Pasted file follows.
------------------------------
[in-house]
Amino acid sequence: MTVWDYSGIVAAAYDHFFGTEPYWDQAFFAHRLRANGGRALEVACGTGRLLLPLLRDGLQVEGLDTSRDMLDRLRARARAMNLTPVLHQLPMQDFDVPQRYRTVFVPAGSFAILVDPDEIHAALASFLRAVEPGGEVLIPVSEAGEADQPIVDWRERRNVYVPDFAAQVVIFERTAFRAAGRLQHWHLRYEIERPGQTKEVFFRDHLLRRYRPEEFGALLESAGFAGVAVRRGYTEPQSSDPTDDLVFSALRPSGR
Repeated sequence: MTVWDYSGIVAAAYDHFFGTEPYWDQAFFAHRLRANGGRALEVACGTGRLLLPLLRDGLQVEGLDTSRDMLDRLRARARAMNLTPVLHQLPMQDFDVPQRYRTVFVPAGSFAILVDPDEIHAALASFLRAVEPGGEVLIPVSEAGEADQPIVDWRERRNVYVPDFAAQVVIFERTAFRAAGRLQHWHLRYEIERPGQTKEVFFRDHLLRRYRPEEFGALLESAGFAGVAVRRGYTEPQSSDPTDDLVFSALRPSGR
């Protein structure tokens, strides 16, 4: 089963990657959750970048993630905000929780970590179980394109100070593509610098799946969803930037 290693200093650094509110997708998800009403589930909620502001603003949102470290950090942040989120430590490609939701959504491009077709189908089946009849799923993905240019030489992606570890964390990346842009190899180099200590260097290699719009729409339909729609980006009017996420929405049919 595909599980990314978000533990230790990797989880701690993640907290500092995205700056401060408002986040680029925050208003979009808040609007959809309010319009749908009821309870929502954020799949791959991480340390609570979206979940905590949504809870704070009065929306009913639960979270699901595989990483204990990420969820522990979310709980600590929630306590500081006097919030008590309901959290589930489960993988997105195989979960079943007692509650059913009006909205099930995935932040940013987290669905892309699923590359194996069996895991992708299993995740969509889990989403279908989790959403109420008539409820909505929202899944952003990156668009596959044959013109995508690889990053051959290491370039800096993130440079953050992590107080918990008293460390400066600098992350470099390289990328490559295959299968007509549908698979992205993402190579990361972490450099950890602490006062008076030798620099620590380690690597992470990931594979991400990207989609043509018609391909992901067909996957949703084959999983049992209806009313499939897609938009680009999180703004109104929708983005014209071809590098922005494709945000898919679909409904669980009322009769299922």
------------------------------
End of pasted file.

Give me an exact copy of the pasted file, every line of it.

[in-house]
Amino acid sequence: MTVWDYSGIVAAAYDHFFGTEPYWDQAFFAHRLRANGGRALEVACGTGRLLLPLLRDGLQVEGLDTSRDMLDRLRARARAMNLTPVLHQLPMQDFDVPQRYRTVFVPAGSFAILVDPDEIHAALASFLRAVEPGGEVLIPVSEAGEADQPIVDWRERRNVYVPDFAAQVVIFERTAFRAAGRLQHWHLRYEIERPGQTKEVFFRDHLLRRYRPEEFGALLESAGFAGVAVRRGYTEPQSSDPTDDLVFSALRPSGR
Repeated sequence: MTVWDYSGIVAAAYDHFFGTEPYWDQAFFAHRLRANGGRALEVACGTGRLLLPLLRDGLQVEGLDTSRDMLDRLRARARAMNLTPVLHQLPMQDFDVPQRYRTVFVPAGSFAILVDPDEIHAALASFLRAVEPGGEVLIPVSEAGEADQPIVDWRERRNVYVPDFAAQVVIFERTAFRAAGRLQHWHLRYEIERPGQTKEVFFRDHLLRRYRPEEFGALLESAGFAGVAVRRGYTEPQSSDPTDDLVFSALRPSGR
């Protein structure tokens, strides 16, 4: 089963990657959750970048993630905000929780970590179980394109100070593509610098799946969803930037 290693200093650094509110997708998800009403589930909620502001603003949102470290950090942040989120430590490609939701959504491009077709189908089946009849799923993905240019030489992606570890964390990346842009190899180099200590260097290699719009729409339909729609980006009017996420929405049919 595909599980990314978000533990230790990797989880701690993640907290500092995205700056401060408002986040680029925050208003979009808040609007959809309010319009749908009821309870929502954020799949791959991480340390609570979206979940905590949504809870704070009065929306009913639960979270699901595989990483204990990420969820522990979310709980600590929630306590500081006097919030008590309901959290589930489960993988997105195989979960079943007692509650059913009006909205099930995935932040940013987290669905892309699923590359194996069996895991992708299993995740969509889990989403279908989790959403109420008539409820909505929202899944952003990156668009596959044959013109995508690889990053051959290491370039800096993130440079953050992590107080918990008293460390400066600098992350470099390289990328490559295959299968007509549908698979992205993402190579990361972490450099950890602490006062008076030798620099620590380690690597992470990931594979991400990207989609043509018609391909992901067909996957949703084959999983049992209806009313499939897609938009680009999180703004109104929708983005014209071809590098922005494709945000898919679909409904669980009322009769299922």